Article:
You can make a difference that is mutually beneficial. The recipients of your time and financial gifts obviously profit from your sacrifice. Having been a pastor for over 30 years and now the Director of Stewardship and Spiritual Life at Shepherd Village I have seen the full spectrum of the impact volunteers and donors have on recipients. When people are hungry, cold and in continuous pain, it is hard to hear a message of love. Jesus commanded that the gospel message be packaged in words and acts of love and kindness. He reminded us that loving God was exemplified by loving our neighbour (Matthew 22:37-39). Jesus then went on to describe who your neighbour might be when He told the story of the Good Samaritan (Luke 10:25-37). The advantage to the recipient is obvious, but what is not so apparent at times is the benefit to the benefactor.

Volunteerism and charitable giving has a gain for both the recipient and the one who gives. In fact, the one giving time and/or money receives such a benefit that there are those who argue there is no such thing as altruism. When I read about the emotional lift received from benevolent giving, I wonder at my reticence to ask others to give.  I have thought, at times, that I am imposing on people by requesting that they give time or money even though the cause and need is justified. I have had to enlarge my thinking about offering opportunities for involvement.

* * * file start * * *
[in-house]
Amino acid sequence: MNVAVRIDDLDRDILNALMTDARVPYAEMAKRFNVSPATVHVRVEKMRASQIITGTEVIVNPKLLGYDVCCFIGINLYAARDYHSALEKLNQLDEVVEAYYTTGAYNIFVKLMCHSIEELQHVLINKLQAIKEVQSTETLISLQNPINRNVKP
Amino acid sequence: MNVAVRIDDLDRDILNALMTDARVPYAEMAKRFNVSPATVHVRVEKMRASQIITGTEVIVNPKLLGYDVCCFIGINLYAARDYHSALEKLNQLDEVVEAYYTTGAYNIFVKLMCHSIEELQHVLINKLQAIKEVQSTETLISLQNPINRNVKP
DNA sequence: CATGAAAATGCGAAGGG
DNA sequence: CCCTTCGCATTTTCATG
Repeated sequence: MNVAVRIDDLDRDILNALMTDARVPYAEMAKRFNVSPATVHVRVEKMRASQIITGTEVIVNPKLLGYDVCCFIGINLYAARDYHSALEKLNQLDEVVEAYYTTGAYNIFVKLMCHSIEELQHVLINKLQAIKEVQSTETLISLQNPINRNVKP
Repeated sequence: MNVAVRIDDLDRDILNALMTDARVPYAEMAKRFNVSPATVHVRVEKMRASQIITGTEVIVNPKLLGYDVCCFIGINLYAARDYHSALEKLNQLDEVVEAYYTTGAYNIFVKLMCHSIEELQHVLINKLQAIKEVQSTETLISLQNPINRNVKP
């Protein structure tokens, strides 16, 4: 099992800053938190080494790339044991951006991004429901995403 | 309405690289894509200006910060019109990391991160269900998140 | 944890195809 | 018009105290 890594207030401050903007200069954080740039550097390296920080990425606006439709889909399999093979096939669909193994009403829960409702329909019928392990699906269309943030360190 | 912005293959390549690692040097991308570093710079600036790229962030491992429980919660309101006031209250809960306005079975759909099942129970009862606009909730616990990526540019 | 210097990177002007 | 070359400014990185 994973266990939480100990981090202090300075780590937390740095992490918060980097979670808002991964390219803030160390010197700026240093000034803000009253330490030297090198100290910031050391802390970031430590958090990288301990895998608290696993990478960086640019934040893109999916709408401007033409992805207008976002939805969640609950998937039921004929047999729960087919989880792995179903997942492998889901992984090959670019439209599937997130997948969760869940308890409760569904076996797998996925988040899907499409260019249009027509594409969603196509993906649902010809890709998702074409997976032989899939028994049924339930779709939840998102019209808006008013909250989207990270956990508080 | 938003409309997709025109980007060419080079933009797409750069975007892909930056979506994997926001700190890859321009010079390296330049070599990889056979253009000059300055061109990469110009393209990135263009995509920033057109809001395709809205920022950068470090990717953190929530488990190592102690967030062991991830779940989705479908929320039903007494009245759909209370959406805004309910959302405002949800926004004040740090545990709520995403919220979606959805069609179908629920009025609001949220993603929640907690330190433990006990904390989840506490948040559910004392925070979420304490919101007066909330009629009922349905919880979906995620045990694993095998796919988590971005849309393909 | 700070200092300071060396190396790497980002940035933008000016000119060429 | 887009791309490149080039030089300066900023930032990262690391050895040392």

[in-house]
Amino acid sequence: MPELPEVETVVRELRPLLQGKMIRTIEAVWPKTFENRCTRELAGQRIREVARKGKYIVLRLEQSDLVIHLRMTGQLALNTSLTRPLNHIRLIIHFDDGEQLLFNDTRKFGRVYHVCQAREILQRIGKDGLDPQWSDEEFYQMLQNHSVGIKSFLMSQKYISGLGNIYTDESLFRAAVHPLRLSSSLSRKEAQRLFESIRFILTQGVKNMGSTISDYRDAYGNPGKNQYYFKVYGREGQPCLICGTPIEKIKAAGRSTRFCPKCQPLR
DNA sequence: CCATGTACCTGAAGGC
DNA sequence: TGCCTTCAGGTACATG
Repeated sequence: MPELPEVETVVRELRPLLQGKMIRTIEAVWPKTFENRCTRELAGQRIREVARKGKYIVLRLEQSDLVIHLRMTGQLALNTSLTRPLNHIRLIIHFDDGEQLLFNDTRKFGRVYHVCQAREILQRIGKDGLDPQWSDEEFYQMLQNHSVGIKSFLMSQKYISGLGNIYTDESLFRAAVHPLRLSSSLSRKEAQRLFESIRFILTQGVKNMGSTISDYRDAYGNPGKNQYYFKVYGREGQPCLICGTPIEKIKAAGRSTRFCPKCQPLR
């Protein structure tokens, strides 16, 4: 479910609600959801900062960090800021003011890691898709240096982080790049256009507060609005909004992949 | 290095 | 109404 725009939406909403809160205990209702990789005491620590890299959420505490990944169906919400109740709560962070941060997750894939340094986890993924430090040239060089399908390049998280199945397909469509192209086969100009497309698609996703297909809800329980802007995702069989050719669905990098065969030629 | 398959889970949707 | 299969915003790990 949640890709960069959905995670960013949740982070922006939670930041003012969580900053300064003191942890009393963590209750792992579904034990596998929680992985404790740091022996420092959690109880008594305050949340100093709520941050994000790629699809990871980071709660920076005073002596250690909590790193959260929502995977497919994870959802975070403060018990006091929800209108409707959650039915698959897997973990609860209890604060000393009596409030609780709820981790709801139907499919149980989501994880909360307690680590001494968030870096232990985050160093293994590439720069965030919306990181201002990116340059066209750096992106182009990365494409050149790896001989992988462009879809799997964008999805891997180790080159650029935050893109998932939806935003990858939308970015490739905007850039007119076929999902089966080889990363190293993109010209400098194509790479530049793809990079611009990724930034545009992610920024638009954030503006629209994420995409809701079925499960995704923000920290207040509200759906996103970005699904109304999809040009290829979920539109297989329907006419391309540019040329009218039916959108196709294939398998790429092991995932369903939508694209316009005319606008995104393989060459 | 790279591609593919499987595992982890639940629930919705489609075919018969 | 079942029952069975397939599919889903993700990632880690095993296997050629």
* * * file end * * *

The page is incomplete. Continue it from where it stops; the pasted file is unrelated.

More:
We cheat people out of health and emotional well-being if we fail to provide opportunities for service. Numerous studies have been done by sociologists, psychologists and scientists that verify what Scripture has affirmed since Isaiah’s time. There is good evidence that a life of service and generosity has resulted in such an increase in the quality of life so as to even affect the length of one’s life. Surprising? Perhaps not when you seriously think about the times you have helped someone in need.

Scientists have referred to what is called the “Helpers High,” a chemical boost that makes us feel better when working as a volunteer or in making a donation to a charity. “It’s a mixture of dopamine, serotonin, and other chemicals where some research has found even the levels of Immunoglobulin A, a first defence against the common cold virus, are experienced.”1

What seems to be true is that the emotional boost results in a high that is greater than a healthy workout and has longer results. Even bringing back the memory of the activity will have the same resulting burst of emotion followed by a sense of serenity and calm, lowering blood pressure, stomach acid and cholesterol counts. The experience acts as an antidote to chronic pain, depression, headaches and insomnia. There are numerous benefits to physical exercise; however it seems that volunteering and generosity have the added benefit of being able to experience the same result by recalling the activity.